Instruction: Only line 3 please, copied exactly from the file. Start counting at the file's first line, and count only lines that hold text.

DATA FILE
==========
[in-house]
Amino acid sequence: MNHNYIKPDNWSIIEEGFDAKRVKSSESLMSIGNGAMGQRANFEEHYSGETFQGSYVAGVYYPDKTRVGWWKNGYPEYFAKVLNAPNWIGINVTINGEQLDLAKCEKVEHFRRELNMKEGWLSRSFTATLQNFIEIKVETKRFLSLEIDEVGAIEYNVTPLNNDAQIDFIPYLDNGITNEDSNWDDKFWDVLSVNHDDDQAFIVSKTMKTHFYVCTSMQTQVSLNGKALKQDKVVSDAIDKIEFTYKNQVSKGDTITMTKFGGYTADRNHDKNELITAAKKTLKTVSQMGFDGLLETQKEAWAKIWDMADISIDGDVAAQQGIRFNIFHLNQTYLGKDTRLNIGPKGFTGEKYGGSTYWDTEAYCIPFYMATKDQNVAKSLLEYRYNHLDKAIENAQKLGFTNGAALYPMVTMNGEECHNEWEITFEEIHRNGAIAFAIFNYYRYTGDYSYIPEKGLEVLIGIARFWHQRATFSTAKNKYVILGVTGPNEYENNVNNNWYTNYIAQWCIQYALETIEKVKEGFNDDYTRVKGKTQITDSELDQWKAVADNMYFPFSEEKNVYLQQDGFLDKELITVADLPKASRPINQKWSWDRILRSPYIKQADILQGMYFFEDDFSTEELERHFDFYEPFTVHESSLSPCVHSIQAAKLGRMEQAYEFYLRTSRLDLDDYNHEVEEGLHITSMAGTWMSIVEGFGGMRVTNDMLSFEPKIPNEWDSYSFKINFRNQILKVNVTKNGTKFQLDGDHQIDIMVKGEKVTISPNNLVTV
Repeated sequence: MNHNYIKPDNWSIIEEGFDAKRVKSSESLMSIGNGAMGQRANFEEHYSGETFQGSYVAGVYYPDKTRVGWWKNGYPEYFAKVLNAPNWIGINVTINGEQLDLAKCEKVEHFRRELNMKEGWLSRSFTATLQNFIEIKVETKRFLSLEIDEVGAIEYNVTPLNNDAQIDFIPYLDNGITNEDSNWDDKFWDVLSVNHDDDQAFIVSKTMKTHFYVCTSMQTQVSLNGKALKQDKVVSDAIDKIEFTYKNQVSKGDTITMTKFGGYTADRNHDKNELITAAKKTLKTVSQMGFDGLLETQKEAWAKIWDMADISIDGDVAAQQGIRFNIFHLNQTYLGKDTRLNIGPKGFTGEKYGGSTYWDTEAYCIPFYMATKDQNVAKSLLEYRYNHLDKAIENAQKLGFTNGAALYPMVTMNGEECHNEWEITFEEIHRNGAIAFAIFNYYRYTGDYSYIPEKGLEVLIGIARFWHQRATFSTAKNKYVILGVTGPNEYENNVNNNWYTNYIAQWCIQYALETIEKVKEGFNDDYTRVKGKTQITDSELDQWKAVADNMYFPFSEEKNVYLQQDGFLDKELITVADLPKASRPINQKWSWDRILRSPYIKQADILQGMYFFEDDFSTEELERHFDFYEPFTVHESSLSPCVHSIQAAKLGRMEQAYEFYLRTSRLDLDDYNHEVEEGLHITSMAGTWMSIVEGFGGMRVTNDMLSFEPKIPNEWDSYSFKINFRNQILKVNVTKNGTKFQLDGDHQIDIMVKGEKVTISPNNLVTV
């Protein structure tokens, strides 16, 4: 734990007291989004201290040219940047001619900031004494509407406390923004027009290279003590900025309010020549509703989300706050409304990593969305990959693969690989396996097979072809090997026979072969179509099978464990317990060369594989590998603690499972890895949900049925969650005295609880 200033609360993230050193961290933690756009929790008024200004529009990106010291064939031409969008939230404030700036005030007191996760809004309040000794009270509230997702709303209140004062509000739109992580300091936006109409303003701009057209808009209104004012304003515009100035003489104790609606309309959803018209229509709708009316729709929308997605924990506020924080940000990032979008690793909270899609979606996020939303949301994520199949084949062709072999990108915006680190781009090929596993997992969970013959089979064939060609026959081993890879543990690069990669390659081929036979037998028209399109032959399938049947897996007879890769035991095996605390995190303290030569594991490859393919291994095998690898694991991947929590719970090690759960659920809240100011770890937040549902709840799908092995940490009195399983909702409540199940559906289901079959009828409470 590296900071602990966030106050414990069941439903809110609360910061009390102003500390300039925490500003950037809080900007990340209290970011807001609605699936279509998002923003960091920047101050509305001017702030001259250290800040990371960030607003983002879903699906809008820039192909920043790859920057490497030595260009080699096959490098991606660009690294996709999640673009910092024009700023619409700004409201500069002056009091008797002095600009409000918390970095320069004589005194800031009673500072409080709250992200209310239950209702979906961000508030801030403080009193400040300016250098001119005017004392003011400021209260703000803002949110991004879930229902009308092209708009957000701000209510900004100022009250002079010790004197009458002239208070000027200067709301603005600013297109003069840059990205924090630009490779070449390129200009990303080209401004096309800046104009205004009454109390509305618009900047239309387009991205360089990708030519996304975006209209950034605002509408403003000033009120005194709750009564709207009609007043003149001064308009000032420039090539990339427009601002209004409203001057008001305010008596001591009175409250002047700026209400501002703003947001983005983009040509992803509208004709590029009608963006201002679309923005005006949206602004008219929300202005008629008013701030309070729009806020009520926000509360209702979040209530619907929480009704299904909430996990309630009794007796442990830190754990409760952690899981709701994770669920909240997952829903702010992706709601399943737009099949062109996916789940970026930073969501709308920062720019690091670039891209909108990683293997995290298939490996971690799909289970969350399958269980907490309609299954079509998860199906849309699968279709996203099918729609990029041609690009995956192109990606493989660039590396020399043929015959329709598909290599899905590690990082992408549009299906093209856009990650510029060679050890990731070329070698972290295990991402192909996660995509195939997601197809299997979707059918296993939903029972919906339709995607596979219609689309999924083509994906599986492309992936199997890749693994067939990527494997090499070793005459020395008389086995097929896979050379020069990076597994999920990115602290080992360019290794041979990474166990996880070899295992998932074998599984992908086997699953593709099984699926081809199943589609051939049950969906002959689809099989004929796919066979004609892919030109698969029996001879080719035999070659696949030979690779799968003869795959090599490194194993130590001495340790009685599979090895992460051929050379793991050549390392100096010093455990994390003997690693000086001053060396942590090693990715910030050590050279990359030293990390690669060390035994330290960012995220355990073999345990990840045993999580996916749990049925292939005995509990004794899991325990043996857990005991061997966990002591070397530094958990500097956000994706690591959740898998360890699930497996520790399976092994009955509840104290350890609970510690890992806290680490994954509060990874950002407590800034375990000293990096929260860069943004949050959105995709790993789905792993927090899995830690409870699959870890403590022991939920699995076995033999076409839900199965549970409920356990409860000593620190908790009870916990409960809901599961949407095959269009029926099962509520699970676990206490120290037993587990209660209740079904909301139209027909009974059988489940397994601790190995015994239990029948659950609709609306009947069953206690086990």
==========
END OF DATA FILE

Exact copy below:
Repeated sequence: MNHNYIKPDNWSIIEEGFDAKRVKSSESLMSIGNGAMGQRANFEEHYSGETFQGSYVAGVYYPDKTRVGWWKNGYPEYFAKVLNAPNWIGINVTINGEQLDLAKCEKVEHFRRELNMKEGWLSRSFTATLQNFIEIKVETKRFLSLEIDEVGAIEYNVTPLNNDAQIDFIPYLDNGITNEDSNWDDKFWDVLSVNHDDDQAFIVSKTMKTHFYVCTSMQTQVSLNGKALKQDKVVSDAIDKIEFTYKNQVSKGDTITMTKFGGYTADRNHDKNELITAAKKTLKTVSQMGFDGLLETQKEAWAKIWDMADISIDGDVAAQQGIRFNIFHLNQTYLGKDTRLNIGPKGFTGEKYGGSTYWDTEAYCIPFYMATKDQNVAKSLLEYRYNHLDKAIENAQKLGFTNGAALYPMVTMNGEECHNEWEITFEEIHRNGAIAFAIFNYYRYTGDYSYIPEKGLEVLIGIARFWHQRATFSTAKNKYVILGVTGPNEYENNVNNNWYTNYIAQWCIQYALETIEKVKEGFNDDYTRVKGKTQITDSELDQWKAVADNMYFPFSEEKNVYLQQDGFLDKELITVADLPKASRPINQKWSWDRILRSPYIKQADILQGMYFFEDDFSTEELERHFDFYEPFTVHESSLSPCVHSIQAAKLGRMEQAYEFYLRTSRLDLDDYNHEVEEGLHITSMAGTWMSIVEGFGGMRVTNDMLSFEPKIPNEWDSYSFKINFRNQILKVNVTKNGTKFQLDGDHQIDIMVKGEKVTISPNNLVTV